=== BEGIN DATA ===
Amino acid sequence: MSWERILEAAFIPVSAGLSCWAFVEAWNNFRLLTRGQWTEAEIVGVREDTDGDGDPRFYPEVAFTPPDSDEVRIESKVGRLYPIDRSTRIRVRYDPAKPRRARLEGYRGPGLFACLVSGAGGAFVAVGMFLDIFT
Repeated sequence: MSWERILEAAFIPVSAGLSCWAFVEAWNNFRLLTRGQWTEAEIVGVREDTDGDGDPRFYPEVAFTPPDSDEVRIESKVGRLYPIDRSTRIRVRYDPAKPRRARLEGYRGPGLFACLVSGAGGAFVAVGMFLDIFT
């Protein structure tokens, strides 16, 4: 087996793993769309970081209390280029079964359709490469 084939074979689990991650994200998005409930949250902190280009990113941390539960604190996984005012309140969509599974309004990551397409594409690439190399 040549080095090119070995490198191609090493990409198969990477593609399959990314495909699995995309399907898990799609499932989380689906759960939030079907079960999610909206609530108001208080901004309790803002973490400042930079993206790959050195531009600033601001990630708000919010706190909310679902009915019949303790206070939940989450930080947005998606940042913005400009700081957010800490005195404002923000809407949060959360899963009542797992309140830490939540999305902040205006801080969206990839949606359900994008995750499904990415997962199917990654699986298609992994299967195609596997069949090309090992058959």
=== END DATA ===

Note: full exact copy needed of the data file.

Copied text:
Amino acid sequence: MSWERILEAAFIPVSAGLSCWAFVEAWNNFRLLTRGQWTEAEIVGVREDTDGDGDPRFYPEVAFTPPDSDEVRIESKVGRLYPIDRSTRIRVRYDPAKPRRARLEGYRGPGLFACLVSGAGGAFVAVGMFLDIFT
Repeated sequence: MSWERILEAAFIPVSAGLSCWAFVEAWNNFRLLTRGQWTEAEIVGVREDTDGDGDPRFYPEVAFTPPDSDEVRIESKVGRLYPIDRSTRIRVRYDPAKPRRARLEGYRGPGLFACLVSGAGGAFVAVGMFLDIFT
């Protein structure tokens, strides 16, 4: 087996793993769309970081209390280029079964359709490469 084939074979689990991650994200998005409930949250902190280009990113941390539960604190996984005012309140969509599974309004990551397409594409690439190399 040549080095090119070995490198191609090493990409198969990477593609399959990314495909699995995309399907898990799609499932989380689906759960939030079907079960999610909206609530108001208080901004309790803002973490400042930079993206790959050195531009600033601001990630708000919010706190909310679902009915019949303790206070939940989450930080947005998606940042913005400009700081957010800490005195404002923000809407949060959360899963009542797992309140830490939540999305902040205006801080969206990839949606359900994008995750499904990415997962199917990654699986298609992994299967195609596997069949090309090992058959």